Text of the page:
Diversity in a Workplace
The World we live in today is very diverse, and diversity in a workplace points to employees or workforce that vary in education level, gender, sexual orientation, cultural background, religion, ethnicity, and age. Understanding diversity in a workplace is therefore crucial for the growth of an organization because, among other benefits, it gives an organization a competitive edge over others. Thus, in today’s business environments, it is difficult for any organization on a prosperous track to eliminate diversity in its organizational structure. The paper discusses various aspects of workplace diversity in a workplace such as a gender, religion, ethnicity, sexual orientation, and culture, including its advantages and disadvantages to an organization.
Importance of Diversity in a Workplace
In recruiting for a workforce, every company or organization always seeks the best talents and skills the market offers. According to Aamodt (2015), organizations can devise innovative and creative solutions from a diverse workforce capable of providing different skills, talents, and experiences. Ideally, a diverse workforce is a way for organizations as standard practices for problem-solving in most cases fail to promote creativity and innovation. In addition, a diverse workforce provides workable solutions to business environments that are incredibly competitive and uncertain at the same time. Such business environments usually require creative thinking only a diverse workforce can offer. Unique and creative thinking is critical to an organization’s growth and survival in the face of unpredictable and competitive business environments.
We are in an era of globalization, and every organization is seeking to capitalize on the cultural diversity that the World has to offer. Aamodt (2015) asserts that people’s cultural backgrounds, in most cases, inform their values, beliefs, and, by extension, how they relate and interact with others professionally. Therefore, successful organizations or businesses should consider a culturally diverse workforce as an essential asset that spurs innovation and creativity that bolsters organizational growth. Successful organizations such as Disney, Price Water House Coopers, and the Virgin Group have mastered the art and exhaustively use multicultural diversity to their advantage. Therefore, they undoubtedly pride themselves on a global outlook and appeal. Ideally, cultural diversity has helped organizations overcome some challenges of running such international corporations.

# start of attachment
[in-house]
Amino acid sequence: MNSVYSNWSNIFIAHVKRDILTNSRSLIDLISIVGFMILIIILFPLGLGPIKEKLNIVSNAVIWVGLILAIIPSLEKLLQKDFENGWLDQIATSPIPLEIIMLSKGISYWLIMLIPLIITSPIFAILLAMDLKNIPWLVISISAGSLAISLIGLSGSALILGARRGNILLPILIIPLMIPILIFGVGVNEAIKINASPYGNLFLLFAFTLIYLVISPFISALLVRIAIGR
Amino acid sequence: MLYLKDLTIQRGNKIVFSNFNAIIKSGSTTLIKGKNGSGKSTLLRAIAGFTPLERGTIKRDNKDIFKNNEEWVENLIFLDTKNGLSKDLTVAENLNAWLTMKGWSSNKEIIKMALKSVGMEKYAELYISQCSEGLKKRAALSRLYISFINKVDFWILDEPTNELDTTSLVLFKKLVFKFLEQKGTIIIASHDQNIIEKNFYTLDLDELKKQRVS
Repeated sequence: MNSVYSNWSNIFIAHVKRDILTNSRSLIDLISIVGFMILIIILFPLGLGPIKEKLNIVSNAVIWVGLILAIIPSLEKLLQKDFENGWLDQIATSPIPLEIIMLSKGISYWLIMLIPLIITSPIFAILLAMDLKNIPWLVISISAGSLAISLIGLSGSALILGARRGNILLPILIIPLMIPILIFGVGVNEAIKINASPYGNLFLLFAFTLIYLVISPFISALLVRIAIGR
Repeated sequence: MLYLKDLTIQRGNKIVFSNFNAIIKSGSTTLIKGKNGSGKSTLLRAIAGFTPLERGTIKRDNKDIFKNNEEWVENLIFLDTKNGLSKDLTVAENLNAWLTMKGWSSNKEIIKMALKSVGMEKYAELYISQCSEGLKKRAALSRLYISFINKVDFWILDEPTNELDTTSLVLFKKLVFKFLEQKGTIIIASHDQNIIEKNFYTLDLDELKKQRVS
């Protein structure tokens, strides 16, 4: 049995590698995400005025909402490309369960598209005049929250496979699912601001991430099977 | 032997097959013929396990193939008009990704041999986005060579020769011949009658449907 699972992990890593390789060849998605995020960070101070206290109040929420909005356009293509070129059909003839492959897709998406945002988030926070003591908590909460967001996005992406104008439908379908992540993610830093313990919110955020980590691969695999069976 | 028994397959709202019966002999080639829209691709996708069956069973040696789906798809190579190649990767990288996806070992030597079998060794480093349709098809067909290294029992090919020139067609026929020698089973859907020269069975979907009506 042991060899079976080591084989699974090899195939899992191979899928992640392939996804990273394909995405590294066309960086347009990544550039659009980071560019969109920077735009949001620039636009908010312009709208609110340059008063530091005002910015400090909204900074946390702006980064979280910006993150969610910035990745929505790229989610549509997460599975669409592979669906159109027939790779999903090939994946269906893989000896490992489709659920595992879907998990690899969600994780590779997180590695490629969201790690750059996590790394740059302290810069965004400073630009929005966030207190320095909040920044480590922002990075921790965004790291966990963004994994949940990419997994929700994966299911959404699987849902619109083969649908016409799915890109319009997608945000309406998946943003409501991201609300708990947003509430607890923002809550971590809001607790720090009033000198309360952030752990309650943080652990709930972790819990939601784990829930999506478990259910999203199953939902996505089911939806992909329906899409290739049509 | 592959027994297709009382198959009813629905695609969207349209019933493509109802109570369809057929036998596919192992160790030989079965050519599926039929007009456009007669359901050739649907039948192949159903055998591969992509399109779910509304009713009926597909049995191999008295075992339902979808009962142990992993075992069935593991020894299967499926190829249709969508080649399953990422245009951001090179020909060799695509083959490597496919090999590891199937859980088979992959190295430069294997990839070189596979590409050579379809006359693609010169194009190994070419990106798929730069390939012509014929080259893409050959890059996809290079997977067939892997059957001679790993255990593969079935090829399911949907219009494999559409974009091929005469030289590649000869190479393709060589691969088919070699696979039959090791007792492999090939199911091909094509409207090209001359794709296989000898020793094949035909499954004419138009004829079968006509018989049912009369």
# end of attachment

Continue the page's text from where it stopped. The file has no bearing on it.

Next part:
Implications of a Diverse Workforce
In countries like US and Australia, employers are bound by laws and statutes that promote equal opportunities for employees to eliminate discrimination and other forms of harassment in the workplace. The law also protects people with disabilities and minority groups in society. Roberson (2019) notes that organizations with a diverse workforce often face organizational and decision-making challenges because stereotypes, beliefs, and working styles may bring about conflicts. For example, employees from a particular cultural background, religion, ethnicity, or even gender may not openly and willingly air their voices or concerns for fear of victimization or prejudice. Such hindrances stifle decision-making and open-mindedness in an organization. The laws for a diverse workforce may also come with hefty requirements making organizations shy away from implementing a diverse workforce.
Diversity in a workplace benefits both organizations and employees and is a recipe for innovation, wealthy employees’ experiences, and greater creativity. It fosters better and faster decision-making than individual decision-making. Diversity allows employees to freely display their talents and skills, express themselves and appreciate differences. Every employee dreams of working for an organization that embraces and values diversity; therefore, a diverse workforce is a sure strategy for attracting new and retaining talents. Besides, variety gives an organization a good reputation and brand as they come across as socially responsible and people’s social organizations. Cultural diversity breaks borders and offers organizations a global appeal; therefore, successful organizations should consider strategies that promote a culturally diverse workforce. Further, retrogressive labour laws, in most cases, hinder the implementation of a diverse workforce in many organizations.
Aamodt, M. (2015). Industrial/Organizational Psychology: An Applied Approach (8th Ed.). Belmont, CA: Wadsworth. Cengage Learning.
Roberson, Q. M. (2019). Diversity in the Workplace: A Review, Synthesis, and Future Research Agenda. Annual Review of Organizational Psychology and Organizational Behavior, 6, 69-88.